Structure and Union in C

Structure and Union in C

What is Structure

Arrays allow to define type of variables that can hold several data items of the same kind. Similarly structure is another user defined data type available in C that allows to combine data items of different kinds.

Structures are used to represent a record. Suppose you want to keep track of your books in a library. You might want to track the following attributes about each book −
Title
Author
Subject
Book ID

struct [structure tag] 

{

   member definition;
   member definition;
   ...
   member definition;

} (one or more structure variables); 

Accessing Structure Members

To access any member of a structure, we use the member access operator (.). The member access operator is coded as a period between the structure variable name and the structure member that we wish to access. You would use the keyword struct to define variables of structure type. The following example shows how to use a structure in a program

#include <stdio.h>
#include <string.h>
 
struct Books {
   char  title[50];
   char  author[50];
   char  subject[100];
   int   book_id;
};
 
int main( ) {

   struct Books Book1;        /* Declare Book1 of type Book */
   struct Books Book2;        /* Declare Book2 of type Book */
 
   /* book 1 specification */
   strcpy( Book1.title, "C Programming");
   strcpy( Book1.author, "Nuha Ali"); 
   strcpy( Book1.subject, "C Programming Tutorial");
   Book1.book_id = 6495407;

   /* book 2 specification */
   strcpy( Book2.title, "Telecom Billing");
   strcpy( Book2.author, "Zara Ali");
   strcpy( Book2.subject, "Telecom Billing Tutorial");
   Book2.book_id = 6495700;
 
   /* print Book1 info */
   printf( "Book 1 title : %s\n", Book1.title);
   printf( "Book 1 author : %s\n", Book1.author);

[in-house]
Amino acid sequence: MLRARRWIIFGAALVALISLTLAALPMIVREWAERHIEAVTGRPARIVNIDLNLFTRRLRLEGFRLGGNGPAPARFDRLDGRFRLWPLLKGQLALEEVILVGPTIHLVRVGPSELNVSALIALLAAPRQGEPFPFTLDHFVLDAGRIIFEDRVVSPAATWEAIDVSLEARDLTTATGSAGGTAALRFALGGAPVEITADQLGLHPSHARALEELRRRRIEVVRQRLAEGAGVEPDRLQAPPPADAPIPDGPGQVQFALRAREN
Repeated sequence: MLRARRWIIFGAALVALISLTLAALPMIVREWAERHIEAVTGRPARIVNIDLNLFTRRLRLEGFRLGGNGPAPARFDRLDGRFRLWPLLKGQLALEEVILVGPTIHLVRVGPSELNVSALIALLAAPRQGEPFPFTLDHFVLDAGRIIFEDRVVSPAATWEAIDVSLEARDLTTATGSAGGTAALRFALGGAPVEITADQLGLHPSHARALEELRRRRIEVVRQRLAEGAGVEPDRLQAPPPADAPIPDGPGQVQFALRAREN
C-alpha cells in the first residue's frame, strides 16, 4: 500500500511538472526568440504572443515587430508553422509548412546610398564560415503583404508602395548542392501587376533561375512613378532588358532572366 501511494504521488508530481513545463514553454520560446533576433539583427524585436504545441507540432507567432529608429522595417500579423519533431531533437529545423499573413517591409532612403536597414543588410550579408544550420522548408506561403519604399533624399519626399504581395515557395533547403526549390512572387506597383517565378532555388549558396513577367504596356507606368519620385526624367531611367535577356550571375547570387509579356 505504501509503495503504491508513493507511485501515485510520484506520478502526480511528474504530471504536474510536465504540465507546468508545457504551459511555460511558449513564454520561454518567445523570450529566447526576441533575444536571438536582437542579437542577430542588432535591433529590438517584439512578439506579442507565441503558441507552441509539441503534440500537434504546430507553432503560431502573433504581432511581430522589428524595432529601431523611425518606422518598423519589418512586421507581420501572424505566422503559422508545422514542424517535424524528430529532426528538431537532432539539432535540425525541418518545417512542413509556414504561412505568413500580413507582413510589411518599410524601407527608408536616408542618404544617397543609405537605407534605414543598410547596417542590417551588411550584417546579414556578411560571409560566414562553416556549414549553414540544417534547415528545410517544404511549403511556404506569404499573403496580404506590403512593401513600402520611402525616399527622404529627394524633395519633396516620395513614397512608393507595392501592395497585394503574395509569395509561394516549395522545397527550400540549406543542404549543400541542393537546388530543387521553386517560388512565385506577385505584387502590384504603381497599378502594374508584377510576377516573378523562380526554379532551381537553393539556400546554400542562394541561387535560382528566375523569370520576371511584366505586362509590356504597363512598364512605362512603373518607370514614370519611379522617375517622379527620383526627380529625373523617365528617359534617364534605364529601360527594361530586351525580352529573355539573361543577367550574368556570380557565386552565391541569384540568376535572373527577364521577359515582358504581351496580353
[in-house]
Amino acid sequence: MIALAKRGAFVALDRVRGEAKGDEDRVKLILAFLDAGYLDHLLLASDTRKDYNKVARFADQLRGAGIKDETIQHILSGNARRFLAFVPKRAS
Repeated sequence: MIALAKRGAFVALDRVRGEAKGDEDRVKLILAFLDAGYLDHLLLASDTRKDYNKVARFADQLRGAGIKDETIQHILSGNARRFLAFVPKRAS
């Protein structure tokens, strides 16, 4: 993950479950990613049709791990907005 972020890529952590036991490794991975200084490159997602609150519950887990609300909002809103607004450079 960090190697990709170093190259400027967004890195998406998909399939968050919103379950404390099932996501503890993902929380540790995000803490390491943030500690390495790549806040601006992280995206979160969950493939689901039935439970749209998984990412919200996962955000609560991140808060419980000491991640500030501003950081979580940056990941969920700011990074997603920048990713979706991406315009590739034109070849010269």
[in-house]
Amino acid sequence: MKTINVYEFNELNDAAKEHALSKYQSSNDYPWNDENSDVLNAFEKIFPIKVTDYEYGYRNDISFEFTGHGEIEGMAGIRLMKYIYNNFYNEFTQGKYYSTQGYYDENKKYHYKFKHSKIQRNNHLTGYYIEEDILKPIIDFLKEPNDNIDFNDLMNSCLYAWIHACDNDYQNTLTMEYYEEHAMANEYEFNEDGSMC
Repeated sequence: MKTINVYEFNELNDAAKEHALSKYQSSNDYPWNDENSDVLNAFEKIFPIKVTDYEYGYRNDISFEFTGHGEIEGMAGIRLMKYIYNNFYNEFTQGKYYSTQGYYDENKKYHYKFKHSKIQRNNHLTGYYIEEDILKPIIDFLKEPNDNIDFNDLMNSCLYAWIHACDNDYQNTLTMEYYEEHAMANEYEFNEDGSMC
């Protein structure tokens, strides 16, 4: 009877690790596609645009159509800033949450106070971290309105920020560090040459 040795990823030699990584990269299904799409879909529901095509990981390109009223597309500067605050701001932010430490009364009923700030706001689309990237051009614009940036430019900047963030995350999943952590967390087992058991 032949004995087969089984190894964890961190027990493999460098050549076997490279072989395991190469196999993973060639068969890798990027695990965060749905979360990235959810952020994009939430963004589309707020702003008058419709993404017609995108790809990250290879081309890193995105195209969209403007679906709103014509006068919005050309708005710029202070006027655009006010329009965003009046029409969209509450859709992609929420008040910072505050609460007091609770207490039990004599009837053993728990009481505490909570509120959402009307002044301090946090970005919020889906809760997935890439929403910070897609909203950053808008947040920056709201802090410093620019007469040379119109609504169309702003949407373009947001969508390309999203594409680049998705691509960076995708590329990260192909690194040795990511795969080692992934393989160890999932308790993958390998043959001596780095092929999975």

printf( "Book 1 subject : %s\n", Book1.subject);
   printf( "Book 1 book_id : %d\n", Book1.book_id);

   /* print Book2 info */
   printf( "Book 2 title : %s\n", Book2.title);
   printf( "Book 2 author : %s\n", Book2.author);
   printf( "Book 2 subject : %s\n", Book2.subject);
   printf( "Book 2 book_id : %d\n", Book2.book_id);

   return 0;
}

What is Union

A union is a special data type available in C that allows to store different data types in the same memory location. You can define a union with many members, but only one member can contain a value at any given time. Unions provide an efficient way of using the same memory location for multiple-purpose.


Defining a Union

To define a union, you must use the union statement in the same way as you did while defining a structure. The union statement defines a new data type with more than one member for your program. The format of the union statement is as follows

union [union tag] {
   member definition;
   member definition;
   ...
   member definition;
} 
;

The union tag is optional and each member definition is a normal variable definition, such as int i; or float f; or any other valid variable definition. At the end of the union's definition, before the final semicolon, you can specify one or more union variables but it is optional. Here is the way you would define a union type named Data having three members i, f, and str

union Data {
   int i;
   float f;
   char str[20];
} data; 

Now, a variable of Data type can store an integer, a floating-point number, or a string of characters. It means a single variable, i.e., same memory location, can be used to store multiple types of data. You can use any built-in or user defined data types inside a union based on your requirement.

The memory occupied by a union will be large enough to hold the largest member of the union. For example, in the above example, Data type will occupy 20 bytes of memory space because this is the maximum space which can be occupied by a character string. The following example displays the total memory size occupied by the above union


#include <stdio.h>
#include <string.h>
 
union Data {
   int i;
   float f;
   char str[20];
};
 
int main( ) {

   union Data data;        

   printf( "Memory size occupied by data : %d\n", sizeof(data));

   return 0;
}